Corpus ID: 125688871

Do We Need Abstract Case

@inproceedings{Sheehan2016DoWN,
  title={Do We Need Abstract Case},
  author={Michelle Sheehan and Jenneke van der Wal},
  year={2016}
}
Minimalist approaches often implicitly assume a version of the Case Filter (Chomsky 1981, Vergnaud 1977), whereby, even in languages without morphological case, overt DPs must be Caselicensed. ‘Case’ thus potentially accounts for the distribution of (referential) DPs and motivates phenomena such as A-movement (passivization, raising and, for some, Control). Recent proposals, however, have argued for the parameterisation (Harford Perez 1985, Markman 2009, Diercks 2012) or rejection of abstract… Expand
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References

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TLDR
This paper argues that the proper treatment of morphological case necessitates a complete break between abstract Case and Morphological case, and shows that the facts covered by "Burzio's generalization" split into two sets explained by independently motivated principles. Expand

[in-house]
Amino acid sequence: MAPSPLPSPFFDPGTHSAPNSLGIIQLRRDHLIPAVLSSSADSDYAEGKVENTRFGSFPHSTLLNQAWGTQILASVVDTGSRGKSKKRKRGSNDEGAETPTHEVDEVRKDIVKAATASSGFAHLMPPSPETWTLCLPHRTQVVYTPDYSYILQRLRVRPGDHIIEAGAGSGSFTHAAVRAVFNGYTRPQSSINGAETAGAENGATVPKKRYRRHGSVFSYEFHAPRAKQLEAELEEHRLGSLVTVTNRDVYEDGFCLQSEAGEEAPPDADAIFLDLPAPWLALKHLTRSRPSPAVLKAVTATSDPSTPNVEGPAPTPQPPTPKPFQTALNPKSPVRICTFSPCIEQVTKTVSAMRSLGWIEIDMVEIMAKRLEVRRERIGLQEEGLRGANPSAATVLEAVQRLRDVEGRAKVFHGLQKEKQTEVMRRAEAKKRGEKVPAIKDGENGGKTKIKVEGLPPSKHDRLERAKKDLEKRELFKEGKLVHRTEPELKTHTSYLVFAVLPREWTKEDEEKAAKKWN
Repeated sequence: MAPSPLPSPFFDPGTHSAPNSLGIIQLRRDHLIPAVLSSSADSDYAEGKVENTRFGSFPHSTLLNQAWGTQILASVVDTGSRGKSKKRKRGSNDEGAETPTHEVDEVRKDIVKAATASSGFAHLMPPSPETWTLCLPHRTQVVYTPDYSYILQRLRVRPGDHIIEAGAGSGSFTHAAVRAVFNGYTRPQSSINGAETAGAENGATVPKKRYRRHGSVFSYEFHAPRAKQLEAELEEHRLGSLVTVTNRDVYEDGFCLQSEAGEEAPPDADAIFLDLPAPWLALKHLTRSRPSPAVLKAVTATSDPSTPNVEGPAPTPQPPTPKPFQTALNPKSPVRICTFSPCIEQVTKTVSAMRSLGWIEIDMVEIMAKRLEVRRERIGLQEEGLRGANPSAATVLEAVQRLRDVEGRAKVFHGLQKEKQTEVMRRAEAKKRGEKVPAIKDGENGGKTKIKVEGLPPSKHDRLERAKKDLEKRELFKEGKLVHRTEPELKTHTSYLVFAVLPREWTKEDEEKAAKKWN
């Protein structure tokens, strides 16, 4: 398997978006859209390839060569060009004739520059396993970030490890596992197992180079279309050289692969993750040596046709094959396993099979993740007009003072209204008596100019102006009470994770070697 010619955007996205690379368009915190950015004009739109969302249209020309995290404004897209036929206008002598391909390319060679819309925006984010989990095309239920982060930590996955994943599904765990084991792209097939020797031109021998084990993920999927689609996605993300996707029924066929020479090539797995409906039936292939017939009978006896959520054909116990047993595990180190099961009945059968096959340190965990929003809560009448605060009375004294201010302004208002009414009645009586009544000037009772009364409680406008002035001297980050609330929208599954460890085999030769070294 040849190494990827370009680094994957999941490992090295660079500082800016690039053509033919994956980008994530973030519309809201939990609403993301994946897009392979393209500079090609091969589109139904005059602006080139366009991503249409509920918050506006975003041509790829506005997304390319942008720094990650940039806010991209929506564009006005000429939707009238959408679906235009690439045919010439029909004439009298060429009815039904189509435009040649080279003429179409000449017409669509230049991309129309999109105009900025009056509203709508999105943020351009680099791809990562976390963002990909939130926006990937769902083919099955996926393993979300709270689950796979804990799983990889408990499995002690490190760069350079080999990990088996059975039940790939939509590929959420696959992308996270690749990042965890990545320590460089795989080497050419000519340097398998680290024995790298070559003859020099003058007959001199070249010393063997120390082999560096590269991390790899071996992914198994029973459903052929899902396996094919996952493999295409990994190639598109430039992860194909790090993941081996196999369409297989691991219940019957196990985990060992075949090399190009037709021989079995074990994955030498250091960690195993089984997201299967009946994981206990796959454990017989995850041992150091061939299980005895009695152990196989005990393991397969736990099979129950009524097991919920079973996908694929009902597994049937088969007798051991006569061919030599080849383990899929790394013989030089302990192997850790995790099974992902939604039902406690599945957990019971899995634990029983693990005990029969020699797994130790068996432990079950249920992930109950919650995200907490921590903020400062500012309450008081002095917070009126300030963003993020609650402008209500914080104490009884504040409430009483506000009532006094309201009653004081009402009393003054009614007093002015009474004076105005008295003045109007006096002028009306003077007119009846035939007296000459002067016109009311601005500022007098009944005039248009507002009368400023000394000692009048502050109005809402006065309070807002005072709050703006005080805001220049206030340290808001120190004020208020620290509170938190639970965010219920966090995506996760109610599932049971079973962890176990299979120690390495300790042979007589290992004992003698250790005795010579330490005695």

Evidence for abstract Case in Bantu
TLDR
It is shown that Makhuwa and Matengo, unlike the languages Diercks (2012) analyses, plausibly give sufficiently rich and unambiguous evidence for postulating an abstract nominal licensing system, for the language learner as well as for the linguist. Expand
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The paper argues that Case and Agreement are subject to parametric variation and explores the consequences of this claim with a particular attention to word order. Departing from much generativeExpand
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.  Bantu languages display a number of constructions that raise serious questions about the universality of the theory of abstract Case as currently realized in the Minimalist Program. Chomsky (2000)Expand
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Abstract Many Bantu languages exhibit A-movements and patterns of iterating agreement that are disallowed in Indo-European languages. In Minimalist theory, both agreement and movement are constrainedExpand
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